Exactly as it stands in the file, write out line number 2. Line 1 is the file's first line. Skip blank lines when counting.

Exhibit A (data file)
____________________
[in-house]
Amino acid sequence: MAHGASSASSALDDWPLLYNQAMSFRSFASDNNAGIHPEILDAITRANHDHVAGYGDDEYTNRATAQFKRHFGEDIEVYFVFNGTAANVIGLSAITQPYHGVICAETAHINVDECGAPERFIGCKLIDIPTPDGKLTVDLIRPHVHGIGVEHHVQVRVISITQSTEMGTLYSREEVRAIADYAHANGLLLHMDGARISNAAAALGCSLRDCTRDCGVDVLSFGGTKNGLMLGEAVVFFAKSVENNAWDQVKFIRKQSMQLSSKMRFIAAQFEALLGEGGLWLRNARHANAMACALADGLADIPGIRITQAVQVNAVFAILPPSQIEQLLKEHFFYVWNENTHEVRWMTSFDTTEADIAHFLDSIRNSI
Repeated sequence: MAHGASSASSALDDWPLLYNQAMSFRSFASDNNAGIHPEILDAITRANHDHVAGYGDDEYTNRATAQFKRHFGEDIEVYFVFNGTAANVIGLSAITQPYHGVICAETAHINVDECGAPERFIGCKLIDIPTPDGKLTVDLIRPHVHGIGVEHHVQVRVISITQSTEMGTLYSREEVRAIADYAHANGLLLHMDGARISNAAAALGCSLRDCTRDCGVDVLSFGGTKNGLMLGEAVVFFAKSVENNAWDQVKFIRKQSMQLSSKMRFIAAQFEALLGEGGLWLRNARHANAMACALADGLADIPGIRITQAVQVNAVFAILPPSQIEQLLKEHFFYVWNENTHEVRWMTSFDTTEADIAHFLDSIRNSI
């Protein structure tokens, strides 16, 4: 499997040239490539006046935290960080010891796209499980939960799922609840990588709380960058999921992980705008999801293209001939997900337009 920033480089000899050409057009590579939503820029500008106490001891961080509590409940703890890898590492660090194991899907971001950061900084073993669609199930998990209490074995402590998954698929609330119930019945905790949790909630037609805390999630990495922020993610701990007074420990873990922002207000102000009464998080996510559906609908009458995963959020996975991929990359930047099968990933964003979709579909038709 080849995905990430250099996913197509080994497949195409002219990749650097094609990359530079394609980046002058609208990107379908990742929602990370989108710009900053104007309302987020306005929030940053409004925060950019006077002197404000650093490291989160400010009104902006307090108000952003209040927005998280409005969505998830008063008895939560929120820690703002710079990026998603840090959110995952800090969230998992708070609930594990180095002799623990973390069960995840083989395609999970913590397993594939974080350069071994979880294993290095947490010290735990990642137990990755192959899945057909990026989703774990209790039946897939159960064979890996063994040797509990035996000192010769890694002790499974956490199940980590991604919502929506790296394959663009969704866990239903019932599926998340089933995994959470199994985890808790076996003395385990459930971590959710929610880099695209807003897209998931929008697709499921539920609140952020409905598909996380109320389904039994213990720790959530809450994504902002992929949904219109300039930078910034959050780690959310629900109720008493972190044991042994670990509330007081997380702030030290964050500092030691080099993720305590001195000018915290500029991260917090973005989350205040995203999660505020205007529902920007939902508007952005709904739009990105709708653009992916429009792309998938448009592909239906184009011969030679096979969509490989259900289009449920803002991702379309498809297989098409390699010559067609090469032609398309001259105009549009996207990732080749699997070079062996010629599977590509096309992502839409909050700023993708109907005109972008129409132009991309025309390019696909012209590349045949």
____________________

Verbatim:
Amino acid sequence: MAHGASSASSALDDWPLLYNQAMSFRSFASDNNAGIHPEILDAITRANHDHVAGYGDDEYTNRATAQFKRHFGEDIEVYFVFNGTAANVIGLSAITQPYHGVICAETAHINVDECGAPERFIGCKLIDIPTPDGKLTVDLIRPHVHGIGVEHHVQVRVISITQSTEMGTLYSREEVRAIADYAHANGLLLHMDGARISNAAAALGCSLRDCTRDCGVDVLSFGGTKNGLMLGEAVVFFAKSVENNAWDQVKFIRKQSMQLSSKMRFIAAQFEALLGEGGLWLRNARHANAMACALADGLADIPGIRITQAVQVNAVFAILPPSQIEQLLKEHFFYVWNENTHEVRWMTSFDTTEADIAHFLDSIRNSI